DW: There must be concerns around any assets that catch the eye of regulators looking at liquidity risk. Longer term bonds might not perform so well if this becomes a major factor and infrastructure assets are goig to have to work a lot harder to generate serious interest.
- ESG and climate change: how should insurers’ investment portfolios respond to the varying ESG agenda(s)?
SR: Insurers have obligations from regulators, shareholders and consumers about how they incorporate ESG considerations into their businesses. These stakeholders have different requirements. For those insurers seeking to mitigate the environmental impact of their investments, before making any significant changes to the investment strategy, they should ensure they can obtain a high degree of transparency regarding the investments they hold, and fully understand the different trade-offs required for example between engagement and exclusion and between near-term objectives such as a reduction in the carbon footprint and longer-term objectives, such as Paris alignment. Even for insurers without these priorities, this kind of information can still be useful.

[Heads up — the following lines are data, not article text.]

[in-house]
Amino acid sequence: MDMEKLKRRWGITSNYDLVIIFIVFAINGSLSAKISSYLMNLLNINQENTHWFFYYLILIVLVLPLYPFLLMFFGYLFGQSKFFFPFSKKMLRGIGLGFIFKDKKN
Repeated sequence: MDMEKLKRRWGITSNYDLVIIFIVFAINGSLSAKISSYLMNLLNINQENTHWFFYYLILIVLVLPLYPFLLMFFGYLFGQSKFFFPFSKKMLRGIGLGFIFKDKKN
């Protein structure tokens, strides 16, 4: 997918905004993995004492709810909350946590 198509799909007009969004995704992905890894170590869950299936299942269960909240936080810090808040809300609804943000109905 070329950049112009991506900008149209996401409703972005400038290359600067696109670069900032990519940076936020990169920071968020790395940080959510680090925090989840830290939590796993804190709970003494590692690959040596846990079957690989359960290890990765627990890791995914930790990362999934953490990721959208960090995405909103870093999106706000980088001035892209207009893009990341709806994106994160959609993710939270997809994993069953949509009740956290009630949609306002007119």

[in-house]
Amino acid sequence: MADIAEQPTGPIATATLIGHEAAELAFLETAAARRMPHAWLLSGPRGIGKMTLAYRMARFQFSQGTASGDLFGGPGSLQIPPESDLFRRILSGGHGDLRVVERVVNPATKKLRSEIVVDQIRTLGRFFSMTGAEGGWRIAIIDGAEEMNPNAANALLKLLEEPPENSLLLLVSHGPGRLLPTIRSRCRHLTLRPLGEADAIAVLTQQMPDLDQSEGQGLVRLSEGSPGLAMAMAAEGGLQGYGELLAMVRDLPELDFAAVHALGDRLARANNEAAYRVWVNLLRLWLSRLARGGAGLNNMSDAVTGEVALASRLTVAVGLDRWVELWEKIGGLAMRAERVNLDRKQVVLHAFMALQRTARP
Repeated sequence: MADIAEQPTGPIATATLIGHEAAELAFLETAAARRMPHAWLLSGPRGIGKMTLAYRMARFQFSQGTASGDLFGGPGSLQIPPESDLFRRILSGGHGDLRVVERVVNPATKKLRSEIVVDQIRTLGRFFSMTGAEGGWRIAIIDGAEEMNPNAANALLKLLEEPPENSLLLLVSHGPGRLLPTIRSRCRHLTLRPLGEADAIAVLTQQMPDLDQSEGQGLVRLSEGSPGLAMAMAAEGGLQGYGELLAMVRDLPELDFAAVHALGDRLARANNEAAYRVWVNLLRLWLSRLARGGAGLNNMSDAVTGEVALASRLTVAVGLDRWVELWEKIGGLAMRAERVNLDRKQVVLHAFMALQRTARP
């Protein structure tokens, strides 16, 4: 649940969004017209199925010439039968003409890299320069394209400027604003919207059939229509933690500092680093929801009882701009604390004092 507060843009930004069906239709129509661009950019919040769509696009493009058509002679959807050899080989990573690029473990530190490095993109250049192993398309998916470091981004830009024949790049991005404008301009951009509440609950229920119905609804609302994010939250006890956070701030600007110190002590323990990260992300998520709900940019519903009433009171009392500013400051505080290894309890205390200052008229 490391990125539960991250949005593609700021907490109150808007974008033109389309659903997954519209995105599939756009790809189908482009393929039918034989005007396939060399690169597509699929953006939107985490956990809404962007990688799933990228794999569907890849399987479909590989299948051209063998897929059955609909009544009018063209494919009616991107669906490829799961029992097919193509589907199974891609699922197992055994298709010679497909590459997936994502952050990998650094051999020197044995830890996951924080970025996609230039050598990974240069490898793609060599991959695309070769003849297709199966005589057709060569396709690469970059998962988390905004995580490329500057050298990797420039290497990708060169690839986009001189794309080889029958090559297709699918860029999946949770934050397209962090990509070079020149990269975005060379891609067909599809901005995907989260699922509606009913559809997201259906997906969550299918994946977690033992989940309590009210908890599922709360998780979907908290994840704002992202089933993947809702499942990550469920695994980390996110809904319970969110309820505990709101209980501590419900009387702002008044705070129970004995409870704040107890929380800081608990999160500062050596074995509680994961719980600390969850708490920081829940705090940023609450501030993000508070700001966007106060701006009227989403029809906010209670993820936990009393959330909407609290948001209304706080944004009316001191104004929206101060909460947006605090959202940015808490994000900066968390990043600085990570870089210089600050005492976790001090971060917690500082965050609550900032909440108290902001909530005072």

AT: Insurers should be positioning their portfolios to support the transition to net zero. What this means for individual companies will differ enormously depending on the sector of the industry in which they operate and in particular, the duration of their liabilities. The industry must avoid any suspicion of greenwashing.